· Methods for the allocation of roles within the learning community,
· The pattern of meetings in time and space, etc.
In relation to space and place, we would need to resolve design issues such as:
· The tools needed to manage a common repository of shared representations of practice, and annotations thereon
· Selection of other communication tools
· Identification and equipping/arrangement of appropriate (physical) spaces for face-to-face meetings: classroom, café, library rooms, pub.
The list is far from complete, but it is enough to allow us to look at how some relevant design ideas can be expressed as patterns, and then to see how these may be combined in a pattern language.
Alexandrian patterns have the structure shown in Figure 2. (See for example, Alexander et al, 1977, x-xi.)
A picture (showing an archetypal example of the pattern) [easier in architecture than networked learning]
An introductory paragraph setting the context for the pattern (explaining how it helps to complete some larger patterns)
uuu (to mark the beginning of the problem)
A headline, in bold type, to give the essence of the problem in one or two sentences
The body of the problem (its empirical background, evidence for its validity, examples of different ways the pattern can be manifested)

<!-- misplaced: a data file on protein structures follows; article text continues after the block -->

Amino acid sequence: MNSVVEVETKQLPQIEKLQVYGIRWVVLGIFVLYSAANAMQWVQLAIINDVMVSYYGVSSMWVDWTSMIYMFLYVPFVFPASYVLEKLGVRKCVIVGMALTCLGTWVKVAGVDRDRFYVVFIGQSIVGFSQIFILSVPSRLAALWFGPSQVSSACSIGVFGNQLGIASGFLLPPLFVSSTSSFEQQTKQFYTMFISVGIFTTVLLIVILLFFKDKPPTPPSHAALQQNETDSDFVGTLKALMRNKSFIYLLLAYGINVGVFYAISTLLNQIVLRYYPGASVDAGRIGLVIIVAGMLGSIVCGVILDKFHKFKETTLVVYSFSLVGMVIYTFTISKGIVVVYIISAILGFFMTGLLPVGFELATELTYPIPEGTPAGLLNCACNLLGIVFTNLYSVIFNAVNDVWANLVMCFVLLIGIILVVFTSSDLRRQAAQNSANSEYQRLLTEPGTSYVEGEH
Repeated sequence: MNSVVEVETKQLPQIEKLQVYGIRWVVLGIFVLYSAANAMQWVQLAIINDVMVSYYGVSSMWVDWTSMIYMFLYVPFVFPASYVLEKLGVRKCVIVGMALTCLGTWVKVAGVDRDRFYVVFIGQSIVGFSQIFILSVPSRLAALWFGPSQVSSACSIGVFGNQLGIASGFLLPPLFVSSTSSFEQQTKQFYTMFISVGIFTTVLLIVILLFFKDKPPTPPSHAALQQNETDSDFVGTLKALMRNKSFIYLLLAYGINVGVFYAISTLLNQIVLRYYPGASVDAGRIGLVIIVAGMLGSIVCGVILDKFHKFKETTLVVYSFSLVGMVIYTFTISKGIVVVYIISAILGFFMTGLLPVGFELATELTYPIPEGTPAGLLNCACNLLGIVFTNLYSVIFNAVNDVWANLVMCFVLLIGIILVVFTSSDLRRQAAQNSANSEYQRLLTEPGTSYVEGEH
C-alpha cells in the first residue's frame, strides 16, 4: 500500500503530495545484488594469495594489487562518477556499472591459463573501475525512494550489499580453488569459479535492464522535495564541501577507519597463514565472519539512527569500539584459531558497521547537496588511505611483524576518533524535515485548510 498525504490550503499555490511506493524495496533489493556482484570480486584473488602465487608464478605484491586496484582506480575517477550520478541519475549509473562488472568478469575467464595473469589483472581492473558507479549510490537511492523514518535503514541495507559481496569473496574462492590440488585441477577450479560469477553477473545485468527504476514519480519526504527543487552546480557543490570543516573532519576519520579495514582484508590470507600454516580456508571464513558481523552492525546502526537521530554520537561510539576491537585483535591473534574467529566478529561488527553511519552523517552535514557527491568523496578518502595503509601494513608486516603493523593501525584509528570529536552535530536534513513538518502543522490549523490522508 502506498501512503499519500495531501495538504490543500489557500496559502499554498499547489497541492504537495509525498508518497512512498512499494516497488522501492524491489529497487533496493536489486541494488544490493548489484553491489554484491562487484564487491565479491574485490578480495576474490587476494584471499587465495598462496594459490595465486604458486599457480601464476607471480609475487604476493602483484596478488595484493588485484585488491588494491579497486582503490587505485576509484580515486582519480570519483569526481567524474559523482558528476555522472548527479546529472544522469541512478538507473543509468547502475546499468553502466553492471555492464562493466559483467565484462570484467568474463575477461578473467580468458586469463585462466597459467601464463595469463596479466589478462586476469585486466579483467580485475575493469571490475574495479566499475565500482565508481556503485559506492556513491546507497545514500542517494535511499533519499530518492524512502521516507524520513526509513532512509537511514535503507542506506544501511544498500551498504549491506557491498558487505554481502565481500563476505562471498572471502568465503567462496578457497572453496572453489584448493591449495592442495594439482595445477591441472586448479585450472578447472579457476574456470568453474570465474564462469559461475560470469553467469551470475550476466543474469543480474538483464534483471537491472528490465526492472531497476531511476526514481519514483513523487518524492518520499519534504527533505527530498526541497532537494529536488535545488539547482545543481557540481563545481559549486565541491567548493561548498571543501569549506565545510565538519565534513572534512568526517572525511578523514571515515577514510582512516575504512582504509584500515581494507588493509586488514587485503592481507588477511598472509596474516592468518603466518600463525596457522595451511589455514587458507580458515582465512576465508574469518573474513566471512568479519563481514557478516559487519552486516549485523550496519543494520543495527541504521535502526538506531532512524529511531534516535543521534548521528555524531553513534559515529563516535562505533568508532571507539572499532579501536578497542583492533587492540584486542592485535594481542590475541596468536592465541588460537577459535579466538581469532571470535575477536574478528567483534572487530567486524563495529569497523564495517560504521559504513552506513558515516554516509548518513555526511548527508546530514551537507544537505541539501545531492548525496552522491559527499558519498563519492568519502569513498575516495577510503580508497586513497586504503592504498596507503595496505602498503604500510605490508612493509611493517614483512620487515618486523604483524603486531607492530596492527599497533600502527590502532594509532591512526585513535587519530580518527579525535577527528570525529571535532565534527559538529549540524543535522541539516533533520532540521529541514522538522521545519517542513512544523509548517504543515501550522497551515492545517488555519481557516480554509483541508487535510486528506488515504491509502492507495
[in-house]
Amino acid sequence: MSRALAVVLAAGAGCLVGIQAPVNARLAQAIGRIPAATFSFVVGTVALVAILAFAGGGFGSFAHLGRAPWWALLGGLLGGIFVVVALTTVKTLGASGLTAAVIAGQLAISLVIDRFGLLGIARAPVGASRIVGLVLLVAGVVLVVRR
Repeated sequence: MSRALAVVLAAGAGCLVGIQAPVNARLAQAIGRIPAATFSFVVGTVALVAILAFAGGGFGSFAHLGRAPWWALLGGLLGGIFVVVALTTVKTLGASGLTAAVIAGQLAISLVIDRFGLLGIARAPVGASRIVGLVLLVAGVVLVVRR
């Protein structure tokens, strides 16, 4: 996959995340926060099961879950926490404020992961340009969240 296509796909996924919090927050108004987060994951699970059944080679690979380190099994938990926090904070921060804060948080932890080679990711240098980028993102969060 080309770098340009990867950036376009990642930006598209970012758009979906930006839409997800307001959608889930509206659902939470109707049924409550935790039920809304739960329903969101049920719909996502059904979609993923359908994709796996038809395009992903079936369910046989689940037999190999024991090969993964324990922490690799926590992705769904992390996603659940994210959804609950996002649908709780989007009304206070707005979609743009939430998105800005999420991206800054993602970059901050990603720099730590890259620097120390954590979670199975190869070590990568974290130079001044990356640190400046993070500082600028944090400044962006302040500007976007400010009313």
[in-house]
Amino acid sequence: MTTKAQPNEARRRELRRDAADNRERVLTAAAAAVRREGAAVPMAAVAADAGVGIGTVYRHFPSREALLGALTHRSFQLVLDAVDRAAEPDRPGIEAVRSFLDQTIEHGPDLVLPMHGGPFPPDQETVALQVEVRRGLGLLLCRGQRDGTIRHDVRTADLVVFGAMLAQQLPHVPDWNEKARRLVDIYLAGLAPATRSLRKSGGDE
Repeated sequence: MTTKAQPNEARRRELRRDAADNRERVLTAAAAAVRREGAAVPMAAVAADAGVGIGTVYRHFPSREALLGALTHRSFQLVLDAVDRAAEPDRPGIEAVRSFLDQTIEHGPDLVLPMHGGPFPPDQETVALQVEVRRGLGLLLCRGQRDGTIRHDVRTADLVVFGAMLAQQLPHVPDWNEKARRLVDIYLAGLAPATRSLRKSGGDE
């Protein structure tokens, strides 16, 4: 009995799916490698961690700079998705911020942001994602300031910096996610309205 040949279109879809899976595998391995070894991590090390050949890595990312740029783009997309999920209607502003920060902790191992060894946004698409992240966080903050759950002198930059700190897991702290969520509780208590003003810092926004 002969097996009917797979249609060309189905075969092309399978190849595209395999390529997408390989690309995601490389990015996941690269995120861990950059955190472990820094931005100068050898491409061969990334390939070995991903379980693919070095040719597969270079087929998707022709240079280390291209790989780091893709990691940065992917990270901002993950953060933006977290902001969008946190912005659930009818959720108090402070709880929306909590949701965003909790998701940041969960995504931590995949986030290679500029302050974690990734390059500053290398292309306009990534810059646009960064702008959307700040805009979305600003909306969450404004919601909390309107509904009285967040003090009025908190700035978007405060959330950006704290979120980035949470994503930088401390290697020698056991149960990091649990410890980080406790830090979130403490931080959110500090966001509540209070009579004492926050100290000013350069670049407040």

The solution, in bold type. This is the heart of the pattern – the field of physical and social relationships which are required to solve the stated problem in the stated context. Always stated as an instruction, so that you know what to do to build the pattern.
A diagrammatic representation of the solution
uuu (to show the main body of the pattern is finished)
A paragraph tying the pattern to the smaller patterns which are needed to complete and embellish it.
Figure 2: the structure of a typical Alexandrian pattern.
An example pattern relating to networked learning is given in the Appendix (Segment 2), below. The example is taken from a set of patterns we have developed to represent the pedagogical techniques summarised and popularised by Morten Paulsen (Paulsen, 1995). These techniques cover ‘one-alone’, ‘one-to-one’, ‘one-to-many’ and ‘many-to-many’ scenarios. The ‘many-to-many’ techniques are: Discussion groups; Debates; Simulations or Games; Role Plays; Case studies; Transcript based assignments; Brainstorming; Delphi Techniques; Nominal Group Techniques; Forums; Project groups; Joint programme and Joint Cohort Discussions and Visitor experts. The full set of patterns can be obtained from the E-LEN website or from the first author of this paper.